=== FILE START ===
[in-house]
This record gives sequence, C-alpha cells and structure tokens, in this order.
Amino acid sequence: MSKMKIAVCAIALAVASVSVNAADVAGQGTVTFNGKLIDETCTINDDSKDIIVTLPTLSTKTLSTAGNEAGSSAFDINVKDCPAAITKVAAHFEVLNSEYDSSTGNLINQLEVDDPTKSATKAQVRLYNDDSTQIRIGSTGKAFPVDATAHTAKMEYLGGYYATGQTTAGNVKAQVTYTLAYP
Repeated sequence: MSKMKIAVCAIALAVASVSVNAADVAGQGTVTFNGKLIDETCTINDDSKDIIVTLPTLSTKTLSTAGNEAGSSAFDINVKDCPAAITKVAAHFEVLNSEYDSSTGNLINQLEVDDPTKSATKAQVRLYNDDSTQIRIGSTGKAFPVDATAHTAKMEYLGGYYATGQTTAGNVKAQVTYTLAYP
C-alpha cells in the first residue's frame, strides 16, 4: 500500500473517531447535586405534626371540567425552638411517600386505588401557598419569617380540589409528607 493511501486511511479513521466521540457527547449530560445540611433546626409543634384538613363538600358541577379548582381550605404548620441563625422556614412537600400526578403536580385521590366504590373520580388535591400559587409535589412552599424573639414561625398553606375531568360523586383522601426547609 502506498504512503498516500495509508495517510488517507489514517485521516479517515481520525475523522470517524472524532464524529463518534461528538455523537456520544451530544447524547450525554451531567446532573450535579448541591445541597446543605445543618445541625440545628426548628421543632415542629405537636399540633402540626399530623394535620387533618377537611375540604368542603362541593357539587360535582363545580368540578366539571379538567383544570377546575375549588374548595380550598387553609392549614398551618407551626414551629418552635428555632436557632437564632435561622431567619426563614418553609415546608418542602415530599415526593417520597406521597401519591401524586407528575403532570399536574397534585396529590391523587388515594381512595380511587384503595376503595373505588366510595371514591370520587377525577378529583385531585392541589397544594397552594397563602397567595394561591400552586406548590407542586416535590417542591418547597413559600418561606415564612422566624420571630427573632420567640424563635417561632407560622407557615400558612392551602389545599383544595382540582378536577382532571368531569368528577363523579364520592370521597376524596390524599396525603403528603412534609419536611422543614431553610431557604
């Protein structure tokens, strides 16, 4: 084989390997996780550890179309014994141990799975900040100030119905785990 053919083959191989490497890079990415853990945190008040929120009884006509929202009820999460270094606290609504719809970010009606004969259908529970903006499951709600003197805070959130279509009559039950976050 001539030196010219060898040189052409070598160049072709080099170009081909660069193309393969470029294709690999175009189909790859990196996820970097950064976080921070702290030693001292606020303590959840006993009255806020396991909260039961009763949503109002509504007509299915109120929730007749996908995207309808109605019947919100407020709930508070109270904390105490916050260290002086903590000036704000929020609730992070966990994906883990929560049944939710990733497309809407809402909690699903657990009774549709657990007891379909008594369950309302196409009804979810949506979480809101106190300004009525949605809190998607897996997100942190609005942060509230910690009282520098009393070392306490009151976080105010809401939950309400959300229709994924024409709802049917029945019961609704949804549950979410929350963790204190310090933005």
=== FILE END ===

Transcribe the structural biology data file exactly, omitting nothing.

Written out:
[in-house]
This record gives sequence, C-alpha cells and structure tokens, in this order.
Amino acid sequence: MSKMKIAVCAIALAVASVSVNAADVAGQGTVTFNGKLIDETCTINDDSKDIIVTLPTLSTKTLSTAGNEAGSSAFDINVKDCPAAITKVAAHFEVLNSEYDSSTGNLINQLEVDDPTKSATKAQVRLYNDDSTQIRIGSTGKAFPVDATAHTAKMEYLGGYYATGQTTAGNVKAQVTYTLAYP
Repeated sequence: MSKMKIAVCAIALAVASVSVNAADVAGQGTVTFNGKLIDETCTINDDSKDIIVTLPTLSTKTLSTAGNEAGSSAFDINVKDCPAAITKVAAHFEVLNSEYDSSTGNLINQLEVDDPTKSATKAQVRLYNDDSTQIRIGSTGKAFPVDATAHTAKMEYLGGYYATGQTTAGNVKAQVTYTLAYP
C-alpha cells in the first residue's frame, strides 16, 4: 500500500473517531447535586405534626371540567425552638411517600386505588401557598419569617380540589409528607 493511501486511511479513521466521540457527547449530560445540611433546626409543634384538613363538600358541577379548582381550605404548620441563625422556614412537600400526578403536580385521590366504590373520580388535591400559587409535589412552599424573639414561625398553606375531568360523586383522601426547609 502506498504512503498516500495509508495517510488517507489514517485521516479517515481520525475523522470517524472524532464524529463518534461528538455523537456520544451530544447524547450525554451531567446532573450535579448541591445541597446543605445543618445541625440545628426548628421543632415542629405537636399540633402540626399530623394535620387533618377537611375540604368542603362541593357539587360535582363545580368540578366539571379538567383544570377546575375549588374548595380550598387553609392549614398551618407551626414551629418552635428555632436557632437564632435561622431567619426563614418553609415546608418542602415530599415526593417520597406521597401519591401524586407528575403532570399536574397534585396529590391523587388515594381512595380511587384503595376503595373505588366510595371514591370520587377525577378529583385531585392541589397544594397552594397563602397567595394561591400552586406548590407542586416535590417542591418547597413559600418561606415564612422566624420571630427573632420567640424563635417561632407560622407557615400558612392551602389545599383544595382540582378536577382532571368531569368528577363523579364520592370521597376524596390524599396525603403528603412534609419536611422543614431553610431557604
């Protein structure tokens, strides 16, 4: 084989390997996780550890179309014994141990799975900040100030119905785990 053919083959191989490497890079990415853990945190008040929120009884006509929202009820999460270094606290609504719809970010009606004969259908529970903006499951709600003197805070959130279509009559039950976050 001539030196010219060898040189052409070598160049072709080099170009081909660069193309393969470029294709690999175009189909790859990196996820970097950064976080921070702290030693001292606020303590959840006993009255806020396991909260039961009763949503109002509504007509299915109120929730007749996908995207309808109605019947919100407020709930508070109270904390105490916050260290002086903590000036704000929020609730992070966990994906883990929560049944939710990733497309809407809402909690699903657990009774549709657990007891379909008594369950309302196409009804979810949506979480809101106190300004009525949605809190998607897996997100942190609005942060509230910690009282520098009393070392306490009151976080105010809401939950309400959300229709994924024409709802049917029945019961609704949804549950979410929350963790204190310090933005």